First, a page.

November 8, 2014

We started our first tour day in Tokyo in the afternoon, and our first stop was Sensoji Temple in Asakusa.

The first time I saw Sensoji Temple was in a photo of my mom with the instantly recognizable big red lantern.

We ate staple temple food (yakisoba paired with chicken karaage), before exploring Sensoji.

Allan and Ruther, temple food endorsers
Allan and Ruther, temple food endorsers

As we were walking around the temple, we saw a gathering of people dressed in different Japanese costumes: men wearing kimono-like worker coats, women in kimonos, and children in those same worker costumes.

These worker-like kimono costumes are called happi.
Found out that these worker-like kimono costumes are called happi.

More onlookers and costumed locals continued to gather so we hung around to see what was about to happen.


It was a lantern parade. The men carried or pushed big, intricately-designed paper lanterns while shouting a battle cry. The women held fish-shaped paper lanterns. And they had a marching band of drums, flutes, and tiny cymbals.


It was dark when the parade ended, so we got to see Sensoji Temple and the Five-Tiered Pagoda lit up. It was beautiful.


We then shopped for souvenirs at the line of stalls just outside the temple. We weren’t on a tight budget, but we were still hesitant to buy stuff thinking that since this is a tourist spot, they might price their goods higher.

I bought some “lucky cat” magnets and the wind chime my mother wanted.


At some point during shopping, the guys walked too far ahead and I was left behind. Luckily, I saw Allan stepping out one of the stores and followed him to see if he would turn back to look for me. (He didn’t.)

Then we went to Akihabara for some duty-free gadget shopping. Allan bought a fancy leather case for his new camera. I bought a waterproof pouch for my phone so that I could take selfies while submerged in water.

Otaku heaven
Otaku heaven

There were buildings housing floors of arcade games, and we went inside one of them. We tried our luck at those claw crane machines, but we weren’t able to grab any prizes.

We did find a hilarious game involving flipping tables though. It’s like those games where you hammer or punch something as hard as possible to get a high score except this one’s flipping tables, like the meme. The game starts with you choosing a scenario. (Ours were a family dinner and a nightclub scene.) Then it will play a story where the character slowly gets pissed off. You slam your hands on the table to release your building agitation. And then, once you deem it the proper time for an outburst, you flip the table. The graphics are hilarious. It even shows a slow motion, 360-degree view of the scene once the table is flipped.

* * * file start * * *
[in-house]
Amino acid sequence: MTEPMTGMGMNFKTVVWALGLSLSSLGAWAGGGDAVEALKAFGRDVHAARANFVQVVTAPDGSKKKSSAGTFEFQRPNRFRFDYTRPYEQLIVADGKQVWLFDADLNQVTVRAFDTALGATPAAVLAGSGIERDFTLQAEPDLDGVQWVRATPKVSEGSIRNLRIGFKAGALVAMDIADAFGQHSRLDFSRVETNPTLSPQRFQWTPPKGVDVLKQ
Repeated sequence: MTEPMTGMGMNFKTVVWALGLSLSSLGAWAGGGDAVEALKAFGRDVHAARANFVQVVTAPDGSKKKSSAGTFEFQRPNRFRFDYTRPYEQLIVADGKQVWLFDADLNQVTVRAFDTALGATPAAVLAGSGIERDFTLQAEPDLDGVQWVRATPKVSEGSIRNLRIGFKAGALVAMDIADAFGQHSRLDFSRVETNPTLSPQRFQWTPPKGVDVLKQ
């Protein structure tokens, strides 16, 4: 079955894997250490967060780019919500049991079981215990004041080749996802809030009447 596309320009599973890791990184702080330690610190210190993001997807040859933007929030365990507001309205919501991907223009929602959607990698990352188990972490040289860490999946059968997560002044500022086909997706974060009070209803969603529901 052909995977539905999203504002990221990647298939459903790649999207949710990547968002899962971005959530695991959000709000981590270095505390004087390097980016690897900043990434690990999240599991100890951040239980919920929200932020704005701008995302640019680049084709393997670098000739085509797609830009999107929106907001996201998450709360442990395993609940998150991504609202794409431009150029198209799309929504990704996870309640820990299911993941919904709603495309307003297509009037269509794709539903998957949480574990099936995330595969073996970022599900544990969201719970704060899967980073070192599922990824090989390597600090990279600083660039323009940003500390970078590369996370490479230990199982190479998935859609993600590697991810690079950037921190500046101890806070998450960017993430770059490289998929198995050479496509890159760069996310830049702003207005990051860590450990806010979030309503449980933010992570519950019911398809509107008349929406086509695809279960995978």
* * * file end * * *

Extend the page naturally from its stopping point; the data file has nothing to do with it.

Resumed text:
Great for when you need to release some stress
Great for when you need to release some stress

We went to Akiba Achi to look for a place to have dinner and decided on a restaurant specializing in unagi or eel. One of the servers there was so cute. He had a serene face and soft features like a girl’s. He moved quickly and gracefully. I wanted to take him home.

Some people like fatty fish, but I don’t, and the unagi was really fatty. I think, for unagi, being fatty was supposed to be a virtue, but my mouth hated it. Still, I finished my bowl.


We then went to Golden Gai. The walk from Shinjuku Station to Golden Gai was interesting, because we found ourselves in another red light district. We were reminded of home and our world-class entertainers when we saw an establishment named Manila Boom Boom.


Golden Gai was the type of seedy place that Allan likes with its graffitied walls, cramped bars with yellow incandescent lighting, and a constant haze of cigarette smoke. I think it’s because of his Tony Leung and Wong Kar Wai aesthetic obsession. The speakeasies looked intimidating for the uninitiated. And when we chanced a glimpse of the barmen (and women), they seemed like characters with gripping stories to tell.

Anthony Bourdain featured Golden Gai years ago in No Reservations, so maybe that’s why there were a lot of Caucasians.


We wanted to drink, but we were too tired and still had an early morning for Meiji Shrine tomorrow. We’ll just go back another time. Hopefully, it’s not demolished by then.


4 thoughts on “Japan Travel Diary: Asakusa and Akihabara

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